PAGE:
Ahead of Their Time: A Reading List of Nonconformist Women
From Sylvia Townsend Warner to Annie Proulx
I have never forgotten the first time that I saw A Doll’s House by Ibsen. I was 22, I had never read the play, and I had no idea of the plot. When, in the last act, the babyish Nora finally realises that her pleasant life is actually one of coddled subjugation, and roars, “I have a duty TO MYSELF!” before walking out on her astonished husband and slamming the door behind her, I couldn’t believe what I was seeing. I felt as if I’d had a bucket of ice-water thrown in my face—it was astonishing, invigorating and unforgettable. In my recent novel, Old Baggage, I wrote about a former suffragette, Mattie Simpkin, a woman who has never conformed—a woman who scarcely knows what conformity is—and as I explored Mattie’s world, I felt the same blast of energizing joy that Nora’s epiphany had given to me.
The novels I’ve chosen all evoke aspects of that feeling: they all feature women (and in one case a small girl) from other eras who don’t do what they’re supposed to do—women who have decided to grab the tiller and steer the course of their own lives. Every one of them makes me want to stand up and cheer.
Lolly Willowes, Sylvia Townsend Warner
This is an extraordinary book. Lolly, a maiden aunt, has always been dependent: first on her father, then on her brother and his family. She is middle-aged, unremarkable, loved in a low-key way, but also taken for granted. And then, one autumn, Lolly finds that a different life is calling to her; she consolidates her small savings, moves to a cottage in the country, acquires a cat and becomes a witch (yes, you read that last sentence correctly). Hers is not the spell-based magic of Harry Potter’s world, but that of a woman finding a subversive and hidden part of herself and glorying in the discovery. All women are witches, says Lolly, even “if they never do anything with their witchcraft, they know it’s there—ready!”
Anita and Me, Meera Syal
Semi-autobiographical, and set at the start of the 1970s, this novel is narrated by nine-year-old Meena, daughter of Punjabi immigrants, and the only non-white child in a working-class village in the industrial English Midlands. She is perceptive and critical, not only of the narrow lives and prejudices of her neighbours, but of the eccentricities of her own, highly-educated parents. Caught between two cultures, and with no one to follow, she squares her shoulders and chooses a route of her own. The author is not just a superb writer, but an actor and comedian, and the book is shot through with her sharp wit.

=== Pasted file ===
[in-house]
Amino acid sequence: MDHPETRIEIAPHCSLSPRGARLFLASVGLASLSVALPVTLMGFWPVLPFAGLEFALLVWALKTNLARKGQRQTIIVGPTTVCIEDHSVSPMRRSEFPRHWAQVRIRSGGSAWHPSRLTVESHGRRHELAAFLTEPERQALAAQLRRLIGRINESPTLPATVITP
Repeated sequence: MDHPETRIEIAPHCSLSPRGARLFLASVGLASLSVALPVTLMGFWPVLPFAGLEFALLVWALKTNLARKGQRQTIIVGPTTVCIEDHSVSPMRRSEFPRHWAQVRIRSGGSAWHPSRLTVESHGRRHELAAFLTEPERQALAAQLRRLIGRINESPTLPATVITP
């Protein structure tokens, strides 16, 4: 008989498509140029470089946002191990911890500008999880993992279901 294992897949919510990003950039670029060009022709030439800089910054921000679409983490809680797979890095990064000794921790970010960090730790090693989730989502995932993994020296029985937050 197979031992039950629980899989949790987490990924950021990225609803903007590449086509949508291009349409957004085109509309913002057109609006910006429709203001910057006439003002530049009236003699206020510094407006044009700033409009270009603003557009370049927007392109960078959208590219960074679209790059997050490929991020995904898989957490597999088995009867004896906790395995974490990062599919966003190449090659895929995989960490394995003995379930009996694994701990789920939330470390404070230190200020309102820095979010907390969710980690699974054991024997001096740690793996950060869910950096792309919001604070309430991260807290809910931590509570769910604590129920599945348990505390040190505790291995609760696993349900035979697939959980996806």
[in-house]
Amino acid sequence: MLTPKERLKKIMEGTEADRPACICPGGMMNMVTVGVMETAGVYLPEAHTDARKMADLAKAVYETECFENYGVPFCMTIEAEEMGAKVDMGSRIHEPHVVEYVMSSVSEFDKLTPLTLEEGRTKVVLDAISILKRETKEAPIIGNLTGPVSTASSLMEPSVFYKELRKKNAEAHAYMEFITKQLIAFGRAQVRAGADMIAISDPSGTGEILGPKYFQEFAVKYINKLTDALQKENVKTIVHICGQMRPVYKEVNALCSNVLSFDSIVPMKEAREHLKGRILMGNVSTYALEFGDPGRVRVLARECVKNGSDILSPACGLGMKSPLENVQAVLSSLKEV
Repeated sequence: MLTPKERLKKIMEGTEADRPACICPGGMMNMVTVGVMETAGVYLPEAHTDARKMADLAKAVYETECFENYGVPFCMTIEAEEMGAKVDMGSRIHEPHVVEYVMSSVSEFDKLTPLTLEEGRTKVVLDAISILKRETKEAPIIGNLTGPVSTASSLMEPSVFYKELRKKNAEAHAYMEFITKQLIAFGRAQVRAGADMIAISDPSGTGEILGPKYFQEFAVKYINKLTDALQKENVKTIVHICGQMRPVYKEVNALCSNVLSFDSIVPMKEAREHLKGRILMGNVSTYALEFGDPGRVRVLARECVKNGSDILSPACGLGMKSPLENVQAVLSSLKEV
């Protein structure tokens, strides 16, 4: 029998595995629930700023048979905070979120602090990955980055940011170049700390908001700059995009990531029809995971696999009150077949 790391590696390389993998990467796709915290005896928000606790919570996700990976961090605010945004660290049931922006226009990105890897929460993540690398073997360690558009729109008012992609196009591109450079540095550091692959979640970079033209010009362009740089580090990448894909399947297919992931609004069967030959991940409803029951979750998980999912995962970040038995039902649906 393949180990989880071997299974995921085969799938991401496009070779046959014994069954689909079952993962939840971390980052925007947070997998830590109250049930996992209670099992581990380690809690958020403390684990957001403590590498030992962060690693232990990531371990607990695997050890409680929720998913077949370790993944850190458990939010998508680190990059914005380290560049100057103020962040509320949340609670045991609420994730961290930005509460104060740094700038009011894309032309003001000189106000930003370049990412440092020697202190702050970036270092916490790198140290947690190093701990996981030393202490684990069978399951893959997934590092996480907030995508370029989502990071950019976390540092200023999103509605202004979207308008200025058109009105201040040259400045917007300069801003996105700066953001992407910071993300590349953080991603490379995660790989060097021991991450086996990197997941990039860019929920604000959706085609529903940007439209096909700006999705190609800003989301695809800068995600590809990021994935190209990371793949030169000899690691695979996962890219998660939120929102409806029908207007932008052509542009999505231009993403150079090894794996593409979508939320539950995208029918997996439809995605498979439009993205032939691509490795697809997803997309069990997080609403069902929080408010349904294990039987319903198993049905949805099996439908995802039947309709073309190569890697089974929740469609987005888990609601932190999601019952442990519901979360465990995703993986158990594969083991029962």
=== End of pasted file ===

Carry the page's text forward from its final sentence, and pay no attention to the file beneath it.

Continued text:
High Wages, Dorothy Whipple
Jane Carter is a shopgirl in a town in the north of England in the years prior to the First World War. She has no money but she is astute, ambitious, and a fast learner, and she knows her own worth. Defying snobbery and class, she takes a daring leap and opens a dress shop of her own. This is a rags-to-riches story, but rooted completely in real life; Dorothy Whipple wrote eight novels and they are all utterly gripping, her characters presented with extraordinary insight and sympathy, her plots always domestic, but never taking a predictable course. And Jane Carter is the finest of heroines.
The Shipping News, Annie Proulx
Agnis Hamm, known throughout most of the book as The Aunt, is not the main character in this novel, but instead the steady sidekick, the battery that drives the plot. Born into poverty in Newfoundland and suffering an unspeakable childhood, she has carved out a life in which she has made all her own choices, finding both a skilled career and true love. When her adored partner dies, The Aunt decides to return to the place where she spent her childhood, taking her nephew and his broken family with her. She is dry, fierce and magnificent, and is one of my favourite characters in 20th century fiction.
Main Street, Sinclair Lewis
It’s 1912, and Carol Kennicott, a city girl bursting with high ideals, marries for love and goes to live in a small town, where the opinions of the inhabitants are as narrow and dusty as the main street. Her brave attempts to introduce tolerance, beauty, and progressive views to the smug middle classes of Gopher Prairie are both funny and painful (“They were staggered to learn that a real tangible person, living in Minnesota, could apparently believe that illegitimate children do not bear any special and guaranteed form of curse, that some poets do not have long hair; and that Jews are not always peddlers or pants-makers”). She is patronized and dismissed and she discovers that there is sometimes cruelty behind the smugness. Only when she leaves and finds independence and a job in the city can she achieve a perspective on the small world she has left behind.
Maiden’s Trip, Emma Smith
The author was very young when she wrote this novel, and the experiences on which it was based were only just behind her; as part of a female crew of three, and after the briefest of training, she piloted a narrow boat along the wartime canals of England, delivering steel to the Midlands, and bringing coal back to London again. The job was skilled and physically tough, the girls were entirely unsupervised, and they were wholly aware of their extraordinary freedom and independence. Most of their friends were in the forces, being shouted at or fired upon; Emma and her companions were in charge of their own little world. The book has the freshness of an April breeze, full of grit and blossom.
Previous ArticleLori Gottlieb on Experiencing
Therapy as a Therapist